And it’s important to weigh practical considerations. “Since engagement rings are worn as everyday items, I always encourage my clients to think about all the situations in which they will be wearing the piece and how they will feel with it on, both emotionally and physically,” says Mor.

Talking Specifics

“The initial meeting is really important,” says Zoë Williams, of London jeweler Zoe & Morgan. “I like to spend a full hour with our customers, talking through broad subjects to get a feel for their lifestyle and personal interests. We cover the basics: finger size and budget, platinum or yellow gold, diamond or colored stone, traditional or something unique. We welcome ideas and then blend them with our own to create something that will be functional, beautiful and a joy to wear.”

Zoe & Morgan engagement ring
Photo courtesy of Zoe & Morgan

A story about your relationship can be a source of inspiration. “We had a client whose anniversary was February twenty-sixth,” says Moran. “He wanted to propose with a pear-shaped diamond that weighed exactly two point twenty-six carats. We curated the most perfect pear-shaped diamond for him and slightly recut the stone so it weighed exactly two point twenty-six.”

Some jewelers encourage clients to bring pictures. “I welcome any inspirations: photos, sketches, poetry, family stories — really anything that makes them who they are,” says Mor. But if you haven’t pinned down all the details, that’s okay. “The rest is in our hands, as designers,” she adds.

Crafting the Design

Sharon Khazzam engagement ring
Photo courtesy of Sharon Khazzam

During the design phase, jewelers will ask for feedback to make sure the ring meets expectations.I share with clients three rounds of sketches to decide on the final design before we move into production,” Mor says.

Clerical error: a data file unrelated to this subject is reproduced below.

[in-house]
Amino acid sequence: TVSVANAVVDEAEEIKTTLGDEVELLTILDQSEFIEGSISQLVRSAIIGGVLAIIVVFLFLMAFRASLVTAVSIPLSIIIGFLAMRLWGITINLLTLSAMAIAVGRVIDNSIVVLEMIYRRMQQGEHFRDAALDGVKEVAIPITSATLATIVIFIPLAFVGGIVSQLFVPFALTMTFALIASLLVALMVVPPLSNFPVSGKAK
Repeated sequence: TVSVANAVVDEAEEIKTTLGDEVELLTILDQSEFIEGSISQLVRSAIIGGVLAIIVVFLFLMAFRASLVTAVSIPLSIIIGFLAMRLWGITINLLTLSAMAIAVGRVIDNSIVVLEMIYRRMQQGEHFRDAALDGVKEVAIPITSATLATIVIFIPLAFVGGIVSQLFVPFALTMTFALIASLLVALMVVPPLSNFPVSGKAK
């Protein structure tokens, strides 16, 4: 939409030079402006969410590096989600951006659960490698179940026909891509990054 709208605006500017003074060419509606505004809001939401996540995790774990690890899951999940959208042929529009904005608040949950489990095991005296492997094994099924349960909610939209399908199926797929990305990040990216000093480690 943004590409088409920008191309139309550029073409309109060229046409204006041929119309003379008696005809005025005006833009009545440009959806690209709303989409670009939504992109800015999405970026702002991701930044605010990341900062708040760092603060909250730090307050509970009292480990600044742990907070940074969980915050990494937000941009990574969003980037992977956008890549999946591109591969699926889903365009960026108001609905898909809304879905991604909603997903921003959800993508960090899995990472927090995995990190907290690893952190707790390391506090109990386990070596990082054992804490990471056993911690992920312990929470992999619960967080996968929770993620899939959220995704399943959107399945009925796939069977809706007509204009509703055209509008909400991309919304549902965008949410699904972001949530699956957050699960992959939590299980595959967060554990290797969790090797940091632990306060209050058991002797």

An experienced jeweler will also raise any concerns. “Certain shapes, combinations, settings and sizes may have pros and cons for designing,” says Rosenberg. “We always inform our clients of these during the process.”

Receiving Your Ring

Personalized service is one of the benefits of going the bespoke route, and some jewelers go out of their way to make delivery of the finished piece extra special. Says Mor, “At the end, we create a one-of-a-kind book, The Making of a Jewel, based on the personal journey of each client and the making of his or her piece.”

Moran literally takes customer service to the next level. A pilot, he’s been known to fly out to meet clients and hand deliver their rings. He’s even taken them up in the air to propose.

Zoe & Morgan engagement ring
Photo courtesy of Zoe & Morgan

“Some people think it will be hard or take a long time, but actually the process is fun,” Williams says of creating a custom ring. “It’s fluid and exciting to materialize a symbol of love to be worn daily and treasured for years to come.”

Loading more stories…

No more stories to load! Check out  Introspective Magazine.

No more stories to load! Check out  Introspective Magazine.